Aside from the above protocols, there are many other types of protocols that are little more specialized. Yes, some of them could fall under other protocols as more of a “sub protocol” but they are good to know so I’m adding them.

PANDAS (Pediatric Autoimmune Neuropsychiatric Disorder Associated with Streptococcal Infections)
PANDAS, in it’s simplest terms, is the overproduction of Strep antibodies. It’s based on the work of Susan Swedo and is starting to gain mainstream acceptance although it’s not quite there yet. I don’t have a PANDAS kid but I know of many so it’s always good to at least run the titers to check. More info on it can be found here and here.

Lyme Induced Autism
Some cases of autism are aggravated or even caused by Lyme. I don’t have a Lyme kid so I don’t know much about it but you can find more info on LIA through the LIA Foundation.

NAET and BioSet
NAET (Nambudripad’s Allergy Elimination Techniques) and it’s offshoot, BioSet, are becoming more and more used within the autism community. No personal experience but I hear a lot of good things.

Gastrointestinal Doctors
There are two doctors in the US that are acutely aware of autism and it’s GI issues. Dr. Arthur Krigsman at Thoughtful House and Dr. Buie at MassGen.

Stan Kurtz’s Anti-infection & MB12 Spray
This would generally fall under the DAN! protocol but Stan asked me once to put it on my “Introduction to Autism” file that I sent to people so I’m adding it here, too. You can read about it here, here, and here. Stan is also on the Board of Directors for Generation Rescue as the Executive Director.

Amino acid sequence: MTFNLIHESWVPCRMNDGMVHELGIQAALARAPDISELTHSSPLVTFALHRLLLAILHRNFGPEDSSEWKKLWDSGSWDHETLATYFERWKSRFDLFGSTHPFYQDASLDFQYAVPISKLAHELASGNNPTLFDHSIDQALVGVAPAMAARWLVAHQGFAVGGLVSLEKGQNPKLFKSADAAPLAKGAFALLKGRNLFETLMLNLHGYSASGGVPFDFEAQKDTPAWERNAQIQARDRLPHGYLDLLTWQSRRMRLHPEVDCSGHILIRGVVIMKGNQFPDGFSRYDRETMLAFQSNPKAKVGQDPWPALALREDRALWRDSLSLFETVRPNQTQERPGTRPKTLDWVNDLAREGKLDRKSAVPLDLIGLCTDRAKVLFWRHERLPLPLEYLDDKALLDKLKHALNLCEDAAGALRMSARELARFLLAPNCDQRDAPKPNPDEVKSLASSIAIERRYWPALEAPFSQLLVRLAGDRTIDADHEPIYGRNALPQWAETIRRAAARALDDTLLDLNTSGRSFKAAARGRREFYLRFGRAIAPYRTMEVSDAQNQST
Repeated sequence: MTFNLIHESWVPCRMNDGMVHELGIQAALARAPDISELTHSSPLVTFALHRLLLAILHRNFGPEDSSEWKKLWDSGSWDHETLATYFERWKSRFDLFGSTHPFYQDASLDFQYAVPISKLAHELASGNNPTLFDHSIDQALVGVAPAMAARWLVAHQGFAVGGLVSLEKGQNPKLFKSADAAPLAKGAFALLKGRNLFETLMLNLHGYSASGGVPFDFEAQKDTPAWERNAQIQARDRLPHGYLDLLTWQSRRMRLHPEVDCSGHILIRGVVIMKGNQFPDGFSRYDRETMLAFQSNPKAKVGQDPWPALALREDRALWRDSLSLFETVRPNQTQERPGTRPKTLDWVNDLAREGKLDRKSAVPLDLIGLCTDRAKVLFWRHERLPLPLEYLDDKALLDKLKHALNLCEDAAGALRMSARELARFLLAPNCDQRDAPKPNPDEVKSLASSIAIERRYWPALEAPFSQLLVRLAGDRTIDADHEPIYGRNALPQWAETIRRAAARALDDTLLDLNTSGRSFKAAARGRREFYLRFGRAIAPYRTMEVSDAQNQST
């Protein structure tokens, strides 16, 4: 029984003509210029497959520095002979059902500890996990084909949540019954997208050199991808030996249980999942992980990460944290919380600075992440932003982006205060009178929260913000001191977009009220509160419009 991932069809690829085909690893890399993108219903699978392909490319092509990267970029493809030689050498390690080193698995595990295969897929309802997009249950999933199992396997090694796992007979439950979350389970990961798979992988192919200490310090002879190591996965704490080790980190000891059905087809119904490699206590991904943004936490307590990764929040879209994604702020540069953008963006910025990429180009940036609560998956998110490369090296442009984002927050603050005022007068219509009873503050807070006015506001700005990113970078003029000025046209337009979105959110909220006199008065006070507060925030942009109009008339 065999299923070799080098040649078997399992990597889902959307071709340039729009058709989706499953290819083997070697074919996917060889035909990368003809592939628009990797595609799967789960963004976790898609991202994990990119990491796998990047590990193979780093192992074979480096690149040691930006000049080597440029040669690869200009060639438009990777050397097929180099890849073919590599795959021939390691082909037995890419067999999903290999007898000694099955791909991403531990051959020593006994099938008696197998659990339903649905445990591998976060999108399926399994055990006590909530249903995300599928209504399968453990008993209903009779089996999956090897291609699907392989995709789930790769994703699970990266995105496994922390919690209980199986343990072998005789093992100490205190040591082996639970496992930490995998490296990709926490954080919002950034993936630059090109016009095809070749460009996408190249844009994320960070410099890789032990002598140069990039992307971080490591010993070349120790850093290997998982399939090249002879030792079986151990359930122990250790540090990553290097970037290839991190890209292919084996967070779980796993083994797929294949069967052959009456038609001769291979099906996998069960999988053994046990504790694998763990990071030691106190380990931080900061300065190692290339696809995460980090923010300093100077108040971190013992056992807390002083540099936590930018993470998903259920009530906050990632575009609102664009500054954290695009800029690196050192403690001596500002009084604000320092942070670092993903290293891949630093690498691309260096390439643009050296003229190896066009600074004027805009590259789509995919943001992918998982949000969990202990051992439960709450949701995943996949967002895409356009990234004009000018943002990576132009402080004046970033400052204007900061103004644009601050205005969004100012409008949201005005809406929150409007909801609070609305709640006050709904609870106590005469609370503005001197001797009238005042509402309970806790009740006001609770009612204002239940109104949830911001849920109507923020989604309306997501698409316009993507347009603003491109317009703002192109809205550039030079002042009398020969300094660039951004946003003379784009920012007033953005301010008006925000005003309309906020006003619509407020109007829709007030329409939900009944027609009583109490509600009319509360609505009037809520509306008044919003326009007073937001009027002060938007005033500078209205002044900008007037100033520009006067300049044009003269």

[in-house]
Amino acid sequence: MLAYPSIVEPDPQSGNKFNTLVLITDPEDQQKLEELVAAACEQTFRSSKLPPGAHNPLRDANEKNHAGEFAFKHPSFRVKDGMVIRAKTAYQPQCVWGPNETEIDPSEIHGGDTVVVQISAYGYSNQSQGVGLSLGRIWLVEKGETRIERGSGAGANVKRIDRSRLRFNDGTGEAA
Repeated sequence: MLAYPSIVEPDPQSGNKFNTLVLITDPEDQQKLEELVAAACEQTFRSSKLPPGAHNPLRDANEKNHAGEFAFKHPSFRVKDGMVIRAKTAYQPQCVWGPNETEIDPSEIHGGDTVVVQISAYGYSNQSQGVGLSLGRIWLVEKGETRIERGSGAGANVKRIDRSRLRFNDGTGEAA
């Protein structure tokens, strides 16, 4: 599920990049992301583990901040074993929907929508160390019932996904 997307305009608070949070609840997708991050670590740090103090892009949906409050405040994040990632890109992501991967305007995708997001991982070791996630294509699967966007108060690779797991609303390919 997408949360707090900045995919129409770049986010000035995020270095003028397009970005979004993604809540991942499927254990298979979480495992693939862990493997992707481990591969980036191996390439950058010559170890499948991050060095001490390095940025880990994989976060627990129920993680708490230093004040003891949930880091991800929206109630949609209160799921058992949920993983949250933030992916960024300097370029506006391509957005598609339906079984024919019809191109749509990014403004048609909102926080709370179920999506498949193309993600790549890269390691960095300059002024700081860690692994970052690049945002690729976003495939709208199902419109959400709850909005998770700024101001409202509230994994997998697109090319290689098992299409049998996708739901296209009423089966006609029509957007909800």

I want to make sure that I take the time to say that just because a protocol isn’t mentioned on here, it doesn’t mean it doesn’t have value. It simply means that I either overlooked it, forgot about it or just plain don’t know about it and no one has ever brought it to my attention. Keep researching, keep learning and don’t give up. If a protocol doesn’t work for you, try another. And there will always be a section of people that do nothing at all and their children are fine. There’s no guarantee that any of the protocols will work and there’s no guarantee that if you do nothing your child will be okay. Do what you are comfortable with and do it as best you can. That’s all anyone can ask of you as a parent. Don’t give up on your children no matter what your choice because they aren’t dumb, mentally retarded or unaware. They are people and they do have feelings, emotions, and intellect whether they are able to express them in a way that you understand or not.